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Nonprofits make case for funding

By Alex Bridges

WOODSTOCK - Nonprofit agencies and other groups, some of which have experienced funding cuts in recent years, made pitches for local funding to the Shenandoah County Board of Supervisors this week.

The supervisors listened Wednesday during a work session on the 2014 budget as representatives of agencies that serve the county presented information, described their needs and potential cuts in services should they not receive money from the county.

The agencies are asking for $1.24 million in local funds - approximately 10 percent more than the $1.12 million the county allocated in the current fiscal year.

County Administrator Douglas Stanley has recommended in his proposed fiscal 2014 budget that the county increase outside agency funding by roughly 1.2 percent to $1.14 million. But the increase would affect only three agencies. All others would receive the same amount in local funding as allocated in the current budget.

The bulk of the additional money would go to Lord Fairfax Community College. The institution requested $44,004 - a 21.5 percent increase over the current budgeted amount, according to county information.

Other increased requests in local funding come from the local health department and the Northwestern Regional Juvenile Detention Center. Representatives for these groups presented at a previous meeting.

But "level funding" may not be enough for agencies still hurting from cuts in state and federal funding.

Response Inc., a Woodstock-based agency that shelters victims of domestic violence, lost $44,000 in grants, approximately 24 percent of the funding source for the current budget cycle, according to outgoing Executive Director Kristie Wilkin. The agency expects to see a loss of 5 percent each from federal and state sources. The agency has asked the county for $40,000 for fiscal 2014 to curtail further cuts in programs and services.

Wilkin told the board that without Response's services clients may have had to live in their vehicles and likely would lose their children to child protective services or would stay with their abuser.

"They would have been on the street," Wilkin said. "They would have had to go back to a dangerous situation, maybe would have to go to another county to find shelter."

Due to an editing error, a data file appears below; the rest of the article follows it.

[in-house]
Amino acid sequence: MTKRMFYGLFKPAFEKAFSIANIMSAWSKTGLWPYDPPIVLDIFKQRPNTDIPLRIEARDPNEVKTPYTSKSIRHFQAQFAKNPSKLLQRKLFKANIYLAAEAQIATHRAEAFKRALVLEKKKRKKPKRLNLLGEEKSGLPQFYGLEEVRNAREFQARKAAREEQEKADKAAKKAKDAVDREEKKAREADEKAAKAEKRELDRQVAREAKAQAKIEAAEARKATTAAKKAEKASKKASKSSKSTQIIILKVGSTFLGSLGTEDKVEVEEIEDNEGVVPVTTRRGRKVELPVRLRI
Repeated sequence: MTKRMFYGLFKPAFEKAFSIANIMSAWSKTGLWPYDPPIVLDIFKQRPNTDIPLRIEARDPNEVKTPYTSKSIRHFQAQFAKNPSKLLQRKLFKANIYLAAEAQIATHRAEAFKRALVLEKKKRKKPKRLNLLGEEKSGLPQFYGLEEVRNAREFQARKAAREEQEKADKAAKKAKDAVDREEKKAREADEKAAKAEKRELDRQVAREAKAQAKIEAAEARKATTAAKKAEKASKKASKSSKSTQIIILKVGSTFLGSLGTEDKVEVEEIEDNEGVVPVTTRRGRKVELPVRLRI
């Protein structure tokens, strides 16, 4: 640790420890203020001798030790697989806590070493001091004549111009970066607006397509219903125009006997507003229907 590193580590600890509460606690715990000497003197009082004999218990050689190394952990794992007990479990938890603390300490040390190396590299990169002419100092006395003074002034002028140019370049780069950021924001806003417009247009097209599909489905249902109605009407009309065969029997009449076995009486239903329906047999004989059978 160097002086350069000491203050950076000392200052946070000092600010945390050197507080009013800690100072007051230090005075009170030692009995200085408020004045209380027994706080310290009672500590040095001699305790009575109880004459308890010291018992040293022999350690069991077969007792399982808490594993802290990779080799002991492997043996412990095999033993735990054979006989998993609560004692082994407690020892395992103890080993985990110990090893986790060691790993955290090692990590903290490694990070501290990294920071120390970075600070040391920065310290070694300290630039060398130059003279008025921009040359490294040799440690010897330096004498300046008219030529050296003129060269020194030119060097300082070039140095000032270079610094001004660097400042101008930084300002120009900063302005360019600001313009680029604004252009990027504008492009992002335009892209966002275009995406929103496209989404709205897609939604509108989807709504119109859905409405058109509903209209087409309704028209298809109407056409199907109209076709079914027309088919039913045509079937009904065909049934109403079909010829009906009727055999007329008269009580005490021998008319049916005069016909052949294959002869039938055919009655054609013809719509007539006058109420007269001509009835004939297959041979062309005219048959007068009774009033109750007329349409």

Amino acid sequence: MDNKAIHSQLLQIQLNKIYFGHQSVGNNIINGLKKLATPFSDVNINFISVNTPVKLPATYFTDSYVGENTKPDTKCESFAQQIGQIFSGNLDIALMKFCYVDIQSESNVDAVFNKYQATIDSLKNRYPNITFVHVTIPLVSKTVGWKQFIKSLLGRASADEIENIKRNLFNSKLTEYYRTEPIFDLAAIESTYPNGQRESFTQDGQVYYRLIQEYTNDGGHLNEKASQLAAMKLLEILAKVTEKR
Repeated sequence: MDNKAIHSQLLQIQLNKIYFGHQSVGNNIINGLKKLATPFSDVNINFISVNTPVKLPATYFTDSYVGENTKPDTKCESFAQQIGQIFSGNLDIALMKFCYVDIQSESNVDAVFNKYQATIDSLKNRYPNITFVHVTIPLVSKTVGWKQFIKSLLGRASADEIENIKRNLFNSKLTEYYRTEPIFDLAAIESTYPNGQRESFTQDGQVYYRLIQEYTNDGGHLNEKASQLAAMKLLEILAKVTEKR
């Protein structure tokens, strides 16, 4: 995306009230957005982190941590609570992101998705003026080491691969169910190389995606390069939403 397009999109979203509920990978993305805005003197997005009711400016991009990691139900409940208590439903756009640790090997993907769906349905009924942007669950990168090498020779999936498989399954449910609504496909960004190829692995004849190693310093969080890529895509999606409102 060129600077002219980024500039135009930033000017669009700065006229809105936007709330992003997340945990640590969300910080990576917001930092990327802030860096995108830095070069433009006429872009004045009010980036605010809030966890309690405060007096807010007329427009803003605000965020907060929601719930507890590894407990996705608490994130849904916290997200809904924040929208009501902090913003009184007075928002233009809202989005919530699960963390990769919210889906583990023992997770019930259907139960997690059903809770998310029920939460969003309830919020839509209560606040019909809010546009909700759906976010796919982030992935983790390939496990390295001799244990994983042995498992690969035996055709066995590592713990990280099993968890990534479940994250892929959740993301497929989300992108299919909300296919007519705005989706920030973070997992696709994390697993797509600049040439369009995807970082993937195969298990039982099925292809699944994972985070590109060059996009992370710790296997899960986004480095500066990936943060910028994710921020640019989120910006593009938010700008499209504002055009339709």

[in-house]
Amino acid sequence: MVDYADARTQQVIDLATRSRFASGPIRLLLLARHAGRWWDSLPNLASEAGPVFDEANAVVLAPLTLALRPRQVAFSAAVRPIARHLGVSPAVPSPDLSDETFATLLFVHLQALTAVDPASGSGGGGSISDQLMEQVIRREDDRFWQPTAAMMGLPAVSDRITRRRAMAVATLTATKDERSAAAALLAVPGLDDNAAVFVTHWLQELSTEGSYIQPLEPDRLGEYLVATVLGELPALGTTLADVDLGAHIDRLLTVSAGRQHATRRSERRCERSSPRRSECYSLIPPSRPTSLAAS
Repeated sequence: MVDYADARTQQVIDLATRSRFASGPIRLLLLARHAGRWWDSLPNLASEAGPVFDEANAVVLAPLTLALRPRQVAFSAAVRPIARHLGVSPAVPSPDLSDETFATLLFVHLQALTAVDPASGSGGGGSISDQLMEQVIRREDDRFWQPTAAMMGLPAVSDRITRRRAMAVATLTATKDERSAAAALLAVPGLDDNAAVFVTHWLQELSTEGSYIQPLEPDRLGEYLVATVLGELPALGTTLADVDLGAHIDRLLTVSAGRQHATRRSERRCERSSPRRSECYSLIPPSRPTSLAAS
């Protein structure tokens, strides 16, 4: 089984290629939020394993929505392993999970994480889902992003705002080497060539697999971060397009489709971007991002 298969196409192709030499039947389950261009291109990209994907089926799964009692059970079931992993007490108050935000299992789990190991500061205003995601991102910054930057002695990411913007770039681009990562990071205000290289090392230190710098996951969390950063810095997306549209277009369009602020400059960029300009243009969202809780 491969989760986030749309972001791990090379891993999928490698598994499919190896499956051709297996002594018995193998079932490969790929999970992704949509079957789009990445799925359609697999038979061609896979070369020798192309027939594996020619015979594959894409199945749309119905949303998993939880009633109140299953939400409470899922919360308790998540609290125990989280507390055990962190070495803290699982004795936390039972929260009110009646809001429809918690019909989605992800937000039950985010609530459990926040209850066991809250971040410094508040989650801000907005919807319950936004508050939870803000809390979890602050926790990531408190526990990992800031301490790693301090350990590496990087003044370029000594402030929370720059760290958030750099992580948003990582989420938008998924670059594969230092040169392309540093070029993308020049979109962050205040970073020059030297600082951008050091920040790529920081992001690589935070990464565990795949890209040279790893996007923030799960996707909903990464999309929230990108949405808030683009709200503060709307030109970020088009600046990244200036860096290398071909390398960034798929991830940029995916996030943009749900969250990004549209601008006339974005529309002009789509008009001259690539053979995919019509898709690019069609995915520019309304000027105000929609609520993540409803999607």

Clients also have credited Response with helping them get their lives back together, Wilkin said.

Apple Valley Mediation Network Inc., represented by Executive Director Edward Wilkins, is asking for $3,000. The organization provides mediation services in the region and helps relieve caseloads in general district and juvenile and domestic relations courts, according to Wilkins.

The agency processed 169 cases in Shenandoah County in 2012 and mediated 70 percent of those, thereby keeping them out of the courts, according to the director. However, that number continues to grow and he estimated the agency has screened approximately 260 cases in the current fiscal year so far.

The agency received approximately $3,000 a year for several fiscal periods to supplement its programs. When the economy soured, the agency budget fell from more than $70,000 to under $40,000 per year, Wilkins said. The agency has received no local money from Shenandoah County for the past two years, he noted. Warren County has funded the agency consistently over the years, according to Wilkins.

"We feel strongly that we should be supported again; that maybe this is the time of the turnaround," Wilkins told the board. "What we're providing is a peaceful alternative for families to solve their problems."

The agency's caseloads have shifted and approximately 40 percent occur in Shenandoah County, according to Wilkins. The director, in a Jan. 10 letter to supervisors, described the agency's financial situation as "precarious."

In response to a question by Supervisor Sharon Baroncelli, Wilkins didn't give a clear answer as to whether the agency has had to turn away clients for lack of funding. But the situation does hinder the agency's abilities to go after cases and encourage people to use their services. Wilkins credited fundraising efforts for keeping the agency running. Wilkins said he would like to expand its restorative justice programs to the Winchester area.

Contact staff writer Alex Bridges at 540-465-5137 ext. 125, or abridges@nvdaily.com


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